Harley Breite, Baer's attorney, said Baer and Chase had an agreement: Baer wouldn't be paid, unless the pilot took off and became a success.

"David Chase said that arrangement was fine," Breite said. But, the attorney said, Baer and Chase lost contact, and Baer only learned HBO had picked up the series when filming began in the summer of 1997.

"Mr. Chase never even told Mr. Baer the script had been sold," Breite said.

Baer filed the lawsuit five years ago, initially claiming he was a co-creator of the series and seeking punitive damages. Pisano, however, rejected that claim, saying it was "clear" from the evidence Baer didn't help develop or create the show. The judge, however, ruled a jury should decide if and how much Baer should be paid for the services he provided.

The trial is expected to last five days.


Registered User

No wiseguy, just wisecracks as 'other' Tony Soprano talks
Saturday, December 15, 2007

Tony Soprano survived attempted mob hits, coups and therapy during six seasons of "The Sopranos," but he never had to testify in court. Yesterday, his alleged real-life counterpart did, talking about his gambling problem, the wiseguys he grew up with, and his own minor brushes with the law.

"How we doin', sir?" Tony Spirito asked the judge as he took the stand.

"Not bad, for an old guy," the judge replied.

"Ahh, I'm about as old as you," the 54-year-old Spirito said.

In federal court in Trenton, Spirito testified at a trial to settle a breach-of-contract lawsuit filed against David Chase, the creator of the blockbuster HBO series.

Robert Baer, a former North Jersey municipal judge, sued Chase, alleging he helped create the show. U.S. District Judge Joel Pisano rejected that claim, but ruled a jury should decide if and how much Baer should be paid for services as a location scout, researcher and consultant.

The lawsuit now largely boils down to a trip Chase took to New Jersey in 1995, just before finishing the pilot script. During a three-day tour of mob sites arranged by Baer, Chase met with Spirito over a four-hour lunch in Elizabeth.

"If anybody knows stories about the North Jersey mob, it was me. ... I do know a lot of mobsters. Growing up in Peterstown, New Jersey, you had to," Spirito said, in his thick North Jersey accent, referring to a neighborhood in Elizabeth.

Baer's court papers allege Spirito helped inspire the Tony Soprano character. Chase's lawyers say they'll have a Fox television executive testify that the character was already well-developed by Chase before he ever stepped on the plane to New Jersey.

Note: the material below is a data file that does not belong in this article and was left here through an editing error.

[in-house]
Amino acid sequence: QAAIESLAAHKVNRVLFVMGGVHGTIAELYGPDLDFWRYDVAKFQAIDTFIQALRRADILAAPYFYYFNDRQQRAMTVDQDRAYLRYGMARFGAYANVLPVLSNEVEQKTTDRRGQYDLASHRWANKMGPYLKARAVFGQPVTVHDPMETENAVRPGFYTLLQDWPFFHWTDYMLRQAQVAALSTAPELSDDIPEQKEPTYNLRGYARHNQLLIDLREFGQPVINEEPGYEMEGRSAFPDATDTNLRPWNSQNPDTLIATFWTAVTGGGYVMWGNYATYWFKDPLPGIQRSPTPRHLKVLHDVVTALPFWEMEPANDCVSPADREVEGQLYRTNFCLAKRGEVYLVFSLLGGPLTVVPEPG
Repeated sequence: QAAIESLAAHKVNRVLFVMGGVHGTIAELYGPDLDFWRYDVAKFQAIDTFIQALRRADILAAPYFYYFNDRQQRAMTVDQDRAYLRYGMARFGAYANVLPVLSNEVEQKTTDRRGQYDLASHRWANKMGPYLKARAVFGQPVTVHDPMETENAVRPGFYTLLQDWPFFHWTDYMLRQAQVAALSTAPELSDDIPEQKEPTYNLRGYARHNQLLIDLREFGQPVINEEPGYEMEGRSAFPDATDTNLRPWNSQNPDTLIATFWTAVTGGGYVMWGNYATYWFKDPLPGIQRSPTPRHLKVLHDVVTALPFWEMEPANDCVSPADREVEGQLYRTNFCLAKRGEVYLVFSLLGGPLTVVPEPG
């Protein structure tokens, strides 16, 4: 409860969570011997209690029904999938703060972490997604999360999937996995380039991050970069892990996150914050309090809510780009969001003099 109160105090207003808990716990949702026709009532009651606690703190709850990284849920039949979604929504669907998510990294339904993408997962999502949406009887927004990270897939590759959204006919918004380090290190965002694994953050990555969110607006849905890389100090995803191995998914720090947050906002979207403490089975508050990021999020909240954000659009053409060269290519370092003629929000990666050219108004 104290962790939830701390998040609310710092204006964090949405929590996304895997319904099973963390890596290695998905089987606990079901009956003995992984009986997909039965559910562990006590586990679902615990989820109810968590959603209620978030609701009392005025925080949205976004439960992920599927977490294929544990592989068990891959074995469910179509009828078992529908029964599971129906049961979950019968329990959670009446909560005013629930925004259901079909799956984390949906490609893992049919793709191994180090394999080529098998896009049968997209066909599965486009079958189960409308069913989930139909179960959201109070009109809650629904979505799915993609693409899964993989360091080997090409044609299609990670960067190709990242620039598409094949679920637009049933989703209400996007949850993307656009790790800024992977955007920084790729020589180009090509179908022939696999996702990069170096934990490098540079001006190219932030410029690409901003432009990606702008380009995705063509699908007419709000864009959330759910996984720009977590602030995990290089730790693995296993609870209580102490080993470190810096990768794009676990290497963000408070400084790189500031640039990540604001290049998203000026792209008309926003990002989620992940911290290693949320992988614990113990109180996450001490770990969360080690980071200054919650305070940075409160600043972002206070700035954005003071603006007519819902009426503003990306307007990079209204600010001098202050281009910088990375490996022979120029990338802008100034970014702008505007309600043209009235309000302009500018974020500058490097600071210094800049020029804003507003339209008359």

Spirito said that all he thought he was getting out of the meeting with Chase was a free lunch. But he said that after he saw coming attractions for the Sopranos years later, he made a failed attempt to contact the producer.

"I wanted to cash in, see if I could get a role," he said, referring to what he described as a promise Chase made to give him a bit part if the show materialized.

Spirito said he didn't personally know Baer, but attended the lunch as a favor to a mutual friend. Under cross-examination, Spirito acknowledged that he was surprised to learn Baer was seeking compensation for what he, Spirito, had told Chase.

The producer's attorneys have said Baer had no expectation of being paid by Chase and that what transpired between the two men was an exchange of favors typical in the entertainment industry.

Spirito also testified about how he lost his pizzeria after a bad $20,000 bet on a boxing match that put him in debt with a loan shark. He got a chuckle from the jury when one of Chase's attorneys asked him on cross-examination if he had a gambling problem.

"I call that a gambling problem,' he said. "Yes, sir."

He teased the attorney, David Harris, for his pronunciation of the name of an Italian meat store, Centanni's, and reputed mob hangout Chase visited. "It hurts my ears when you say that," he said. "He butchered it."

But Harris sought to chip away at Spirito's wiseguy credentials.

"You've never done time for any crimes, have you sir?" Harris asked Spirito.

"No, sir," replied Spirito, who said he once was thrown in jail for failure to pay child support.


Humor is reason gone mad
I know thread bumps aren't popular, but whatever. They aired the finale on A&E today (which prompted me to watch the real version), and I gotta say, while i was disappointed the first time, the more times I've watched it, it's actually starting to grow on me